They say that Madonna visits this idyllic mountain town in northern Israel at least once every five years. Like her, other Hollywood celebrities have made the Kabbalistic tradition fashionable (seekers of Jewish mystical truth) Safed being his most important center of study. In this small town most of its inhabitants dress according to Jewish tradition: they, with a skirt under the knees and with a handkerchief hiding their hair if they are married; them, with the Kipá (ritual cap that partially covers the head) and wearing a beard and the two braids on both sides of the head.
Safed, as you might have guessed, It is the ideal place to take an accelerated lesson of Judaism. Of course, we do not miss the opportunity. We hired the magnificent guide Adam Bodenstein (if you want to contact him, leave us a comment), a Hasidic Jew of American origin, who one day decided to settle in Israel to become an expert of the cabal. Adam tells us the origin of Safed that, together with Jerusalem, Hebron and Tiberias is one of the four holy cities of Judaism and speaks to us with fascination of the symbols of religion that, according to us twelve, changed his life, responding patiently to our run over questions: "Why do you wear braids? What is the role of women in Judaism? How do you celebrate the shabbat? With him we walk the charming cobbled center, the neighborhood of artists, where it is possible to find all possible manifestations of the art of cabal and the synagogues of the city. Result: we are leaving more than prepared to continue our journey through Israel.
Safed: Hebrew mysticism © Corbis
4. Stick a banquet or ... several.
Restaurants open at any time of the day, markets full of fresh and delicious products ... for Israelis, food is a symbol of tradition and family reunion but, above all, a source of national pride. Let yourself be guided by the locals to try some of the most reputable specialties, here are some:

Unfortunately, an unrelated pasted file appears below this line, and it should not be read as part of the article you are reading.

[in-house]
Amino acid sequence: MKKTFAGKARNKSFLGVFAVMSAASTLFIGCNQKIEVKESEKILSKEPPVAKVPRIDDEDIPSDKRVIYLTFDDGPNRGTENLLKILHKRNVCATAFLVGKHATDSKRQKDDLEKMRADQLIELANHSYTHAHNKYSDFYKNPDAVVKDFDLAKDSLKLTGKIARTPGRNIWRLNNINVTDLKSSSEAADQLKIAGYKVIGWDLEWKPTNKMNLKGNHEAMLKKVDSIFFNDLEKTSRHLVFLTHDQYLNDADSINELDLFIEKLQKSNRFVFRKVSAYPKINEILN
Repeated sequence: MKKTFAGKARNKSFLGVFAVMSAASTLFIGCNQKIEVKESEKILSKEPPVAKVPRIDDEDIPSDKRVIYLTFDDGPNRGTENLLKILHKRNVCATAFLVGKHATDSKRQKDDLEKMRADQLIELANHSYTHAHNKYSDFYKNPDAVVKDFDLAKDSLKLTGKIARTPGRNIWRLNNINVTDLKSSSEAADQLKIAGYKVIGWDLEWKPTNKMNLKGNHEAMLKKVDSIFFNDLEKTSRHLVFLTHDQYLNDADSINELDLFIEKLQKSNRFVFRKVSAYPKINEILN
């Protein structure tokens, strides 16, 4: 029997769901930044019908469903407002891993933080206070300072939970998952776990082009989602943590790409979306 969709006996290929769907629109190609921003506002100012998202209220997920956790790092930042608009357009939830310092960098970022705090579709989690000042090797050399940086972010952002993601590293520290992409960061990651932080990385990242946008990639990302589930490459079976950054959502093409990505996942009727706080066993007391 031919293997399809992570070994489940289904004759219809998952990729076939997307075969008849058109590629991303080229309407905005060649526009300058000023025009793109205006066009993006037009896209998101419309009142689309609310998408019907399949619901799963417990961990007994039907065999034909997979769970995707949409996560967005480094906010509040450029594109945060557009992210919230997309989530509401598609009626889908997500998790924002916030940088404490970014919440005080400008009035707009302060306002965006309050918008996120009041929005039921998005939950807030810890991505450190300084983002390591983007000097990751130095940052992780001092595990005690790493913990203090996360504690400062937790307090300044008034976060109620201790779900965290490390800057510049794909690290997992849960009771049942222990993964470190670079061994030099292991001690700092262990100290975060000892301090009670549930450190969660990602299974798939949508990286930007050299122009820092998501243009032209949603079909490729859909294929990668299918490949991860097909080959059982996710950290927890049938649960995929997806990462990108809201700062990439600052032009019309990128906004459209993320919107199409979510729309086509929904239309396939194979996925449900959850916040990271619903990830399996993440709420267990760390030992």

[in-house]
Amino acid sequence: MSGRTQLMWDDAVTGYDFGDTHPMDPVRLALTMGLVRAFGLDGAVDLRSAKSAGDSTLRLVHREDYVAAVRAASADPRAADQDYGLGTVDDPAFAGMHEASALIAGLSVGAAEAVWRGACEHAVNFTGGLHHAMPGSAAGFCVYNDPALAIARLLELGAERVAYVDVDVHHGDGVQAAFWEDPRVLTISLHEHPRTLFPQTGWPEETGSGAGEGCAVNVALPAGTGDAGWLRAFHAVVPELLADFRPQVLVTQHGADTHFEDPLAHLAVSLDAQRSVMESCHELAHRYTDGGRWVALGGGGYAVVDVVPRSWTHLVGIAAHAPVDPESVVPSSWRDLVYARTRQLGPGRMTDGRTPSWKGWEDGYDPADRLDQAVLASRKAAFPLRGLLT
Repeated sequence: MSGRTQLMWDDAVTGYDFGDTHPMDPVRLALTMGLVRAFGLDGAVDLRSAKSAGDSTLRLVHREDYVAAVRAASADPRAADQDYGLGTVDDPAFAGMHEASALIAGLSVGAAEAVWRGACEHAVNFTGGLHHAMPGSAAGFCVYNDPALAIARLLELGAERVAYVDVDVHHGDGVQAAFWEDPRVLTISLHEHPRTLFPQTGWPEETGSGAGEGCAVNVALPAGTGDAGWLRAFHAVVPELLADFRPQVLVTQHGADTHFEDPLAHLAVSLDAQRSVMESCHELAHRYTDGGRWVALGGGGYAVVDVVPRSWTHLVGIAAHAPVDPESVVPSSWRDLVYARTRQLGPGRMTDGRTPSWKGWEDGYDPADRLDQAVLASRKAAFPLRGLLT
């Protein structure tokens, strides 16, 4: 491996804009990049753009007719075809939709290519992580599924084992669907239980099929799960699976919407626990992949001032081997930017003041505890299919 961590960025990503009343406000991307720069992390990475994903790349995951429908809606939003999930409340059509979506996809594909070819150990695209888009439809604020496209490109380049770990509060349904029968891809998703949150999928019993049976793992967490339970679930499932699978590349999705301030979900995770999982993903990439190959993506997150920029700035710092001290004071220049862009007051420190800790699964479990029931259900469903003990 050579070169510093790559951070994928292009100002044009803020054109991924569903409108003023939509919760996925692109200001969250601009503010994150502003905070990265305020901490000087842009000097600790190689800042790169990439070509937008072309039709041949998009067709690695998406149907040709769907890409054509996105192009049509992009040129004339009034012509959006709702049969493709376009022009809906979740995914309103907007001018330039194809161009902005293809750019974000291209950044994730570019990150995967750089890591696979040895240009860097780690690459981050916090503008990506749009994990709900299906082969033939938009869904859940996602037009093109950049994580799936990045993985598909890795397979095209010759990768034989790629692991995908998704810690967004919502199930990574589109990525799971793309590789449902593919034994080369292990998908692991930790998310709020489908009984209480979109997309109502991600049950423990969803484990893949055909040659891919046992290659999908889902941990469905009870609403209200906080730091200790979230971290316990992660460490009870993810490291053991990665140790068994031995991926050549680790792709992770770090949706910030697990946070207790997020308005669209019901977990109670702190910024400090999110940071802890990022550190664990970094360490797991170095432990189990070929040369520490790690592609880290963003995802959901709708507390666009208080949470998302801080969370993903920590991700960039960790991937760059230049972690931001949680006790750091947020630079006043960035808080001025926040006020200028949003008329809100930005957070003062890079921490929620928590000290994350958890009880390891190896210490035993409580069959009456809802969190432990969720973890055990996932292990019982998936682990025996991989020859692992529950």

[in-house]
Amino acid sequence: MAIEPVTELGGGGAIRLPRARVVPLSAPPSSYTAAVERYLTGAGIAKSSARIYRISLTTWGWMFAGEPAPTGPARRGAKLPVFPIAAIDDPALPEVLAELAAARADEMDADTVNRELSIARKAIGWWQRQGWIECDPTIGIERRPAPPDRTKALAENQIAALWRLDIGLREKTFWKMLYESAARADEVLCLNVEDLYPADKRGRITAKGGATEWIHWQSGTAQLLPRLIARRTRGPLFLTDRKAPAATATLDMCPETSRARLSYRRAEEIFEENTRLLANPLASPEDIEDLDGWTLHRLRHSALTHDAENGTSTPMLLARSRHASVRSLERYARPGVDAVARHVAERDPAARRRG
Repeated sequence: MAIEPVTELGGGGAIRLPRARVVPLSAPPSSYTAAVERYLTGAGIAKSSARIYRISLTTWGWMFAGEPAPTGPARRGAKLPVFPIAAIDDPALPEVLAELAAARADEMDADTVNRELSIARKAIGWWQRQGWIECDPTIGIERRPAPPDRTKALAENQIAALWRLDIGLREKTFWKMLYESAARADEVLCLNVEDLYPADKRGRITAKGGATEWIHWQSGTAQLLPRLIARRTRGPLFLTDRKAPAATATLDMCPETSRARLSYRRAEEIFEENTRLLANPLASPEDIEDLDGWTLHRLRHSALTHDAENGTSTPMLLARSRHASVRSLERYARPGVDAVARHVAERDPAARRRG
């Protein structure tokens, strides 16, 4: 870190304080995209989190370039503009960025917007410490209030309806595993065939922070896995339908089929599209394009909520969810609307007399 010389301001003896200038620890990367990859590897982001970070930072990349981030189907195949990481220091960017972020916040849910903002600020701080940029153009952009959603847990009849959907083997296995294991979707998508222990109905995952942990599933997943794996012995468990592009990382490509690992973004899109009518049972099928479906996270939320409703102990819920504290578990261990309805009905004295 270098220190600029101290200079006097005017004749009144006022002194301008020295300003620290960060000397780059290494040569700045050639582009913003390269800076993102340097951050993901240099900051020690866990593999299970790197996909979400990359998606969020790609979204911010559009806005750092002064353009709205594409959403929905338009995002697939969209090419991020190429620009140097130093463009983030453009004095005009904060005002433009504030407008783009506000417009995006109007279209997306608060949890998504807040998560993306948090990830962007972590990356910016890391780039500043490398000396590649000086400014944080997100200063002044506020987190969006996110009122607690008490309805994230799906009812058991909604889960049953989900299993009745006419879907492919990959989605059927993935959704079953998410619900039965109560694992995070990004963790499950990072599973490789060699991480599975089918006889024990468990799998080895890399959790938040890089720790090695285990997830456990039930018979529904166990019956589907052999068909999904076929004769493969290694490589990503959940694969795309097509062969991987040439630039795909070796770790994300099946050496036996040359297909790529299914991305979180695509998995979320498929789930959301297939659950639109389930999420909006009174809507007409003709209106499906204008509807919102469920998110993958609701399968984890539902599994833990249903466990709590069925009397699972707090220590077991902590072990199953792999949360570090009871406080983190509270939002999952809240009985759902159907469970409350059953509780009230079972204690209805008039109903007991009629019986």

- Shakshouka, the Israelis' favorite breakfast: a tomato fry (but what a tomato!), onion and pepper on which star eggs are simmered. Simple but delicious.
- Boreka, a puff pastry stuffed with varied ingredients such as cheese, mushrooms, olives ... we tried it at the Mahane Yehuda market in Jerusalem and we still have not been able to forget it.
- And of course the hummus, mandatory food at any meal worth its salt along with the "pita" (attention, if you do not want to go through "guiri" do not eat the hummus with the fork but with the bread).
For the most demanding palates we recommend a visit to what is considered the gastronomic center of Israel, Nazareth, city where Jesus spent his childhood and in which little or nothing remains of the idyllic environment that we could imagine. However, in regards to restaurants, Nazareth has some of the most exquisite tables in the country such as El-Reda located in a beautiful Ottoman house. Impeccable service and even better food (lOrange salad and nuts, and the hearts of artichokes stuffed with lamb and pine nuts, fantastic).
5. Tour the Jaffa market on a Saturday morning to cool off later in one of the bustling beaches of the hedonic Tel Aviv.
Tel Aviv, the main city of Israel and its economic capital, is a vibrant and cosmopolitan city but generally uninteresting architecture, with the exception of the old port of Jaffa. In this city (now part of Tel Aviv) you will find a charming old town composed of a swarm of alleyways in the purest Arab style where every weekend an interesting market is held in which antiques, second-hand clothes or Dead Sea products are sold.
And, after shopping, nothing better than taking a dip in one of the bustling beaches of the city. Our recommendation? Drummers Beach, with a bohemian and alternative atmosphere where every Friday afternoon the sounds of the drums resonate until late at night. And do not miss a good cocktail (or two) in the hands.
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The Jaffa Market © Corbis